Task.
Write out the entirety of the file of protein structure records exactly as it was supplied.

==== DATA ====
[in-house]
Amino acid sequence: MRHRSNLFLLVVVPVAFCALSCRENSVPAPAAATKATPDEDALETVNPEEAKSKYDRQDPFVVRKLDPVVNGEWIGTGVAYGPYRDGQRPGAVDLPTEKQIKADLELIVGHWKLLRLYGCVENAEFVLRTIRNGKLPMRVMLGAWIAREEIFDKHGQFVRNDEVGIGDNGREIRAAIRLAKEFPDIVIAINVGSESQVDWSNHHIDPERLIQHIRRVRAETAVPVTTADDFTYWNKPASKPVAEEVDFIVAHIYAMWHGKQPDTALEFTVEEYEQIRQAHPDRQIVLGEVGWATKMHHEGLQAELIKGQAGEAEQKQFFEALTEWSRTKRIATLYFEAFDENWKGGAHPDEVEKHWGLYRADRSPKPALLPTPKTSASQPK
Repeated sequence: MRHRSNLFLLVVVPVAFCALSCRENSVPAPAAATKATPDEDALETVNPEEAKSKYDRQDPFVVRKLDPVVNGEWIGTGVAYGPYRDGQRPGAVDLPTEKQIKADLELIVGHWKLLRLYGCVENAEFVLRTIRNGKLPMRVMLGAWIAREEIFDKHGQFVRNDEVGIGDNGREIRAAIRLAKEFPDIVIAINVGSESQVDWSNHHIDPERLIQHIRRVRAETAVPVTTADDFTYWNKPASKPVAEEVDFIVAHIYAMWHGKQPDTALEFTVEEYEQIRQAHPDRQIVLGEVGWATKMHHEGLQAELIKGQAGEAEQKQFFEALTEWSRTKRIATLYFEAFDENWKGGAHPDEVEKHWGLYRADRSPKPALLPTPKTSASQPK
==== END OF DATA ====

[in-house]
Amino acid sequence: MRHRSNLFLLVVVPVAFCALSCRENSVPAPAAATKATPDEDALETVNPEEAKSKYDRQDPFVVRKLDPVVNGEWIGTGVAYGPYRDGQRPGAVDLPTEKQIKADLELIVGHWKLLRLYGCVENAEFVLRTIRNGKLPMRVMLGAWIAREEIFDKHGQFVRNDEVGIGDNGREIRAAIRLAKEFPDIVIAINVGSESQVDWSNHHIDPERLIQHIRRVRAETAVPVTTADDFTYWNKPASKPVAEEVDFIVAHIYAMWHGKQPDTALEFTVEEYEQIRQAHPDRQIVLGEVGWATKMHHEGLQAELIKGQAGEAEQKQFFEALTEWSRTKRIATLYFEAFDENWKGGAHPDEVEKHWGLYRADRSPKPALLPTPKTSASQPK
Repeated sequence: MRHRSNLFLLVVVPVAFCALSCRENSVPAPAAATKATPDEDALETVNPEEAKSKYDRQDPFVVRKLDPVVNGEWIGTGVAYGPYRDGQRPGAVDLPTEKQIKADLELIVGHWKLLRLYGCVENAEFVLRTIRNGKLPMRVMLGAWIAREEIFDKHGQFVRNDEVGIGDNGREIRAAIRLAKEFPDIVIAINVGSESQVDWSNHHIDPERLIQHIRRVRAETAVPVTTADDFTYWNKPASKPVAEEVDFIVAHIYAMWHGKQPDTALEFTVEEYEQIRQAHPDRQIVLGEVGWATKMHHEGLQAELIKGQAGEAEQKQFFEALTEWSRTKRIATLYFEAFDENWKGGAHPDEVEKHWGLYRADRSPKPALLPTPKTSASQPK